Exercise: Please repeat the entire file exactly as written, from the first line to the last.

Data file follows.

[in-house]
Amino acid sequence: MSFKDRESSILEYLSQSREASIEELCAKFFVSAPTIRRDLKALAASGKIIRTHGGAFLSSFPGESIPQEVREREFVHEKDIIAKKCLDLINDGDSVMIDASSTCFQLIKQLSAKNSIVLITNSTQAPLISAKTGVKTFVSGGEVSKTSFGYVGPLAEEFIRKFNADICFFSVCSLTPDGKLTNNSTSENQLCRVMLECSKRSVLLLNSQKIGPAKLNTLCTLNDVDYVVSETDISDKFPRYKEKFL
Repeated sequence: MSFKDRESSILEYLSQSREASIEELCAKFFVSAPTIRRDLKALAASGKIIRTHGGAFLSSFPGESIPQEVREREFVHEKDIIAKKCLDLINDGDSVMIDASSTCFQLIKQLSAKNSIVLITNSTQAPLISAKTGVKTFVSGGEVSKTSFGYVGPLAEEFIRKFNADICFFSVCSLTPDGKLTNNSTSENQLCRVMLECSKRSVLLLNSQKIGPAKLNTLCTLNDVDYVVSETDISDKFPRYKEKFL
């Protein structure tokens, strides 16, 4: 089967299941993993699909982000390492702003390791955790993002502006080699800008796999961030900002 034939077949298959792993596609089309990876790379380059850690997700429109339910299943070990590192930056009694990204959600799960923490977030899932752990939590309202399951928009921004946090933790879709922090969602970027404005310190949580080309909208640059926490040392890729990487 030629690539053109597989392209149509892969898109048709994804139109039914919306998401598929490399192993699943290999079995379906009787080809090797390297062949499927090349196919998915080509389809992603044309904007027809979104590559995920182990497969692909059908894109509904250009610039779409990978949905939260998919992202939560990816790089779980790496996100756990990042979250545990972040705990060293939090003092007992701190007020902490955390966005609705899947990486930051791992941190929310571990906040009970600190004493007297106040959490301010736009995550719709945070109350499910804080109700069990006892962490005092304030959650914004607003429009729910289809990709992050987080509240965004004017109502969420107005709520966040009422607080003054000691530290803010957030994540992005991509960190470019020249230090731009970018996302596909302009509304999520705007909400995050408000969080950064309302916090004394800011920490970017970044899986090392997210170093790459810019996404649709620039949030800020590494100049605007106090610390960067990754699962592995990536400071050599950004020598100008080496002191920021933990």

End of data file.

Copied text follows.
[in-house]
Amino acid sequence: MSFKDRESSILEYLSQSREASIEELCAKFFVSAPTIRRDLKALAASGKIIRTHGGAFLSSFPGESIPQEVREREFVHEKDIIAKKCLDLINDGDSVMIDASSTCFQLIKQLSAKNSIVLITNSTQAPLISAKTGVKTFVSGGEVSKTSFGYVGPLAEEFIRKFNADICFFSVCSLTPDGKLTNNSTSENQLCRVMLECSKRSVLLLNSQKIGPAKLNTLCTLNDVDYVVSETDISDKFPRYKEKFL
Repeated sequence: MSFKDRESSILEYLSQSREASIEELCAKFFVSAPTIRRDLKALAASGKIIRTHGGAFLSSFPGESIPQEVREREFVHEKDIIAKKCLDLINDGDSVMIDASSTCFQLIKQLSAKNSIVLITNSTQAPLISAKTGVKTFVSGGEVSKTSFGYVGPLAEEFIRKFNADICFFSVCSLTPDGKLTNNSTSENQLCRVMLECSKRSVLLLNSQKIGPAKLNTLCTLNDVDYVVSETDISDKFPRYKEKFL
């Protein structure tokens, strides 16, 4: 089967299941993993699909982000390492702003390791955790993002502006080699800008796999961030900002 034939077949298959792993596609089309990876790379380059850690997700429109339910299943070990590192930056009694990204959600799960923490977030899932752990939590309202399951928009921004946090933790879709922090969602970027404005310190949580080309909208640059926490040392890729990487 030629690539053109597989392209149509892969898109048709994804139109039914919306998401598929490399192993699943290999079995379906009787080809090797390297062949499927090349196919998915080509389809992603044309904007027809979104590559995920182990497969692909059908894109509904250009610039779409990978949905939260998919992202939560990816790089779980790496996100756990990042979250545990972040705990060293939090003092007992701190007020902490955390966005609705899947990486930051791992941190929310571990906040009970600190004493007297106040959490301010736009995550719709945070109350499910804080109700069990006892962490005092304030959650914004607003429009729910289809990709992050987080509240965004004017109502969420107005709520966040009422607080003054000691530290803010957030994540992005991509960190470019020249230090731009970018996302596909302009509304999520705007909400995050408000969080950064309302916090004394800011920490970017970044899986090392997210170093790459810019996404649709620039949030800020590494100049605007106090610390960067990754699962592995990536400071050599950004020598100008080496002191920021933990």